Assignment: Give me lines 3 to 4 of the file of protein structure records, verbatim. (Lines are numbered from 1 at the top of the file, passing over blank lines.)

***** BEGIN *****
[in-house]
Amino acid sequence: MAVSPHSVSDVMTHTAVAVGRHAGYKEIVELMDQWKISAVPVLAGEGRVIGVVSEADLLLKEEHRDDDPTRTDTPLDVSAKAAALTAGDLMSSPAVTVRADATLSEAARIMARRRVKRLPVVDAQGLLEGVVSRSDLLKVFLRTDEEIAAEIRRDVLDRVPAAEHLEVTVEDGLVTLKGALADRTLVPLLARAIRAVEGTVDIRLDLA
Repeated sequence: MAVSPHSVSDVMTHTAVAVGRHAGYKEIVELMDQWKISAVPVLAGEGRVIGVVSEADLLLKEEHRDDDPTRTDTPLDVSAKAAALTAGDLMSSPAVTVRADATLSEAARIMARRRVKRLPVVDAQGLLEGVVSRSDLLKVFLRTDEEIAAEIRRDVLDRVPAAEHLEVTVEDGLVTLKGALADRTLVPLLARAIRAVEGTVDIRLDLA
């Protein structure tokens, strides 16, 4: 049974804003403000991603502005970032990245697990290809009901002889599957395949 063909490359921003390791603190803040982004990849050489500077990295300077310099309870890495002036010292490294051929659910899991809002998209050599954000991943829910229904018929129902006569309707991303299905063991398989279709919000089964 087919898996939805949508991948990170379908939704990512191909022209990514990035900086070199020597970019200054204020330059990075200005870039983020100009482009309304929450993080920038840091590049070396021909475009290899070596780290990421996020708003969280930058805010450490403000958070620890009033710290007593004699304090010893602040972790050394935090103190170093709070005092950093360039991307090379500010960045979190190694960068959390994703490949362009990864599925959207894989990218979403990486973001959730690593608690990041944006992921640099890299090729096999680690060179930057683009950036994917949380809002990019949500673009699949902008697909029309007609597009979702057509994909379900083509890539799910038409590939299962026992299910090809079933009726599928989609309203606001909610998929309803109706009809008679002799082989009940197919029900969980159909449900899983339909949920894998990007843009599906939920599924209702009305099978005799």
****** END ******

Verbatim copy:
Repeated sequence: MAVSPHSVSDVMTHTAVAVGRHAGYKEIVELMDQWKISAVPVLAGEGRVIGVVSEADLLLKEEHRDDDPTRTDTPLDVSAKAAALTAGDLMSSPAVTVRADATLSEAARIMARRRVKRLPVVDAQGLLEGVVSRSDLLKVFLRTDEEIAAEIRRDVLDRVPAAEHLEVTVEDGLVTLKGALADRTLVPLLARAIRAVEGTVDIRLDLA
């Protein structure tokens, strides 16, 4: 049974804003403000991603502005970032990245697990290809009901002889599957395949 063909490359921003390791603190803040982004990849050489500077990295300077310099309870890495002036010292490294051929659910899991809002998209050599954000991943829910229904018929129902006569309707991303299905063991398989279709919000089964 087919898996939805949508991948990170379908939704990512191909022209990514990035900086070199020597970019200054204020330059990075200005870039983020100009482009309304929450993080920038840091590049070396021909475009290899070596780290990421996020708003969280930058805010450490403000958070620890009033710290007593004699304090010893602040972790050394935090103190170093709070005092950093360039991307090379500010960045979190190694960068959390994703490949362009990864599925959207894989990218979403990486973001959730690593608690990041944006992921640099890299090729096999680690060179930057683009950036994917949380809002990019949500673009699949902008697909029309007609597009979702057509994909379900083509890539799910038409590939299962026992299910090809079933009726599928989609309203606001909610998929309803109706009809008679002799082989009940197919029900969980159909449900899983339909949920894998990007843009599906939920599924209702009305099978005799």